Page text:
Truck Drivers in Multiple Chinese Provinces on Strike Demanding Better Treatment

By Frank Fang, Epoch Times
June 10, 2018 Updated: June 10, 2018    

Truck drivers in multiple provinces in China have decided to go on strike, demanding that the Chinese authorities address their grievances.

In the cities of Chongqing, a megacity in southwestern China; Hefei, the capital of Anhui Province; Tongren in Guizhou Province in eastern China; Liaocheng in Shandong Province; and Xiushui County in Jiangxi Province, truck drivers have idled their vehicles either at parking lots or on the side of the road, in protest of their mistreatment, according to Radio Free Asia (RFA) on June 9.

The drivers said they have a hard time making a living due to the high oil prices and toll fees that have become a burden on the meager income they earn, according to RFA. What’s more, these drivers were unhappy that traffic police often fine them unreasonably for minor violations, such as overloading.

“There is an unspoken rule in China. If you don’t overload [your truck], you wouldn’t earn enough [per trip]. Then you are forced to overload, but you could be penalized [by the traffic police],” said Mr. Long, a resident of northwestern China’s Shaanxi Province in an interview with RFA.  

Mr. Long also explained that oftentimes, if officials in the truck traffic bureau were in a bad mood for whatever reason, they would take their anger out on truck drivers and impose a higher fine than what traffic regulations stipulate.

Private truck service companies are also increasingly being squeezed out of business by bigger competitors in the trucking industry, especially firms that are controlled by Chinese authorities, said Ms. Zhang from southern China’s Guangdong Province, according to RFA.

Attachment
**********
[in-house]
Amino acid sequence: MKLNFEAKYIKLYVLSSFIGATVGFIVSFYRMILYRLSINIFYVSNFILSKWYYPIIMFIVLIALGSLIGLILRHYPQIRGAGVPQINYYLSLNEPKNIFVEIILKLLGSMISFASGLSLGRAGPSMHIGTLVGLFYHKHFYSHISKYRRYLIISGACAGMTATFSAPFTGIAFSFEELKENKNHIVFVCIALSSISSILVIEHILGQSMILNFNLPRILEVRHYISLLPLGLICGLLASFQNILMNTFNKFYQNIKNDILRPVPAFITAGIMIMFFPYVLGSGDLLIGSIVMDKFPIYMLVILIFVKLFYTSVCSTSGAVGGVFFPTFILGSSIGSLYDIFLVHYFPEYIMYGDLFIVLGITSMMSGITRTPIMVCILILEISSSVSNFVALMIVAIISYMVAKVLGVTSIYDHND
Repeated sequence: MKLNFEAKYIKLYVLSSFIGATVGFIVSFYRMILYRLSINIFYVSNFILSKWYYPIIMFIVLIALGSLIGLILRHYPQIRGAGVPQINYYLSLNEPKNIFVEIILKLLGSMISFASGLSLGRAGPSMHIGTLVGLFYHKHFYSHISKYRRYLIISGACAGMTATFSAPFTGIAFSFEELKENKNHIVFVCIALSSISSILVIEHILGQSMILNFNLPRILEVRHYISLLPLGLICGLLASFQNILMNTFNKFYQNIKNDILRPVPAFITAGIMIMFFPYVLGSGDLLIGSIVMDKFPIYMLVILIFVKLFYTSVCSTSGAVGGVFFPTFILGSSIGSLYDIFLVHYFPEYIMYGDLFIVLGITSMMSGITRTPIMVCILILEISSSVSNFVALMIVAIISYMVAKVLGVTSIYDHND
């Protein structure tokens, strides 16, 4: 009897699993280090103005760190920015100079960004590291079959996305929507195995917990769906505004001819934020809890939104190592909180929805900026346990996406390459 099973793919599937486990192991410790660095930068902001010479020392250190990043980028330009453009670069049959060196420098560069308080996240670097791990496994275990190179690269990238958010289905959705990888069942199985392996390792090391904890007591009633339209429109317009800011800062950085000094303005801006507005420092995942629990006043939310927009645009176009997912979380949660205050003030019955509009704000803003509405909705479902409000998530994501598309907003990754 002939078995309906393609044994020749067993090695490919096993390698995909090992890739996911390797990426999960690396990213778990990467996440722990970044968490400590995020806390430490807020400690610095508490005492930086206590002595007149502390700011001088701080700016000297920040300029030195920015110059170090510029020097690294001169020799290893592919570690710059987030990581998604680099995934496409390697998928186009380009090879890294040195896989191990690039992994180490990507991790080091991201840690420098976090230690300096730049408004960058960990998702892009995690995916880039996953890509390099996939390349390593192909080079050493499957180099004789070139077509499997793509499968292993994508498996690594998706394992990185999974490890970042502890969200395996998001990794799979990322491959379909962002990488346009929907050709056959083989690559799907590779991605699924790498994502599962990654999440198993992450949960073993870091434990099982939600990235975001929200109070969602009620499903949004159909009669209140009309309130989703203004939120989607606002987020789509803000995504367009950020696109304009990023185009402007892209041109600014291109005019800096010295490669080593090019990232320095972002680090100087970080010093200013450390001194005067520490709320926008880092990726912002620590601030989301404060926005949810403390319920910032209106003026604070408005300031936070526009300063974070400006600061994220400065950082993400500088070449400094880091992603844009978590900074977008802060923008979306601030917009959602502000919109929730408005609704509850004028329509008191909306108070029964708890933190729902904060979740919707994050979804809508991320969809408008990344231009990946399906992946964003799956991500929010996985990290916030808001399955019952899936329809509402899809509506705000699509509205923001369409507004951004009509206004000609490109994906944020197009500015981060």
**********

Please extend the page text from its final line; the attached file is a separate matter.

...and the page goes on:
She explained that these state-run companies have tried to drive down truck service prices in order to monopolize the market.

RFA says that Chinese authorities have taken measures to stop the strike from spreading further. In Shandong Province, several checkpoints have been set up at provincial borders to monitor truck traffic flow.

In China, trucks deliver more than 80 percent of goods, according to Bloomberg, and the majority of the trucking business falls under a single company, Manbang Group, a truck hauling service firm. The firm was created after two competing companies, Huochebang and Yunmanman, merged in November 2017.

The recent truck driver strikes are the second cross-country strikes to occur in a little over a month. In May, crane drivers employed by different companies in seven provinces—Guangdong, Fujian, Hunan, and Jiangxi in southern China; Jiangsu and Zhejiang in eastern China; and Sichuan in southwestern China—went on strike because their wages have not increased in several years, according to RFA. 

A crane driver from Hunan, speaking to RFA, complained that his salary has not increased in six years. He and other drivers often worked without a contract, and also did not receive any overtime pay.

Laborers in China have gone on strike with growing frequency over the years. According to Taiwan People News, a Taiwanese online media company, there were about 1,256 cases in 2017, compared to 200 cases in 2011. China’s State Council, a cabinet-like entity, accepted 813,589 cases of labor disputes in 2015, a 38 percent increase from 2011, when it dealt with 589,244 cases.

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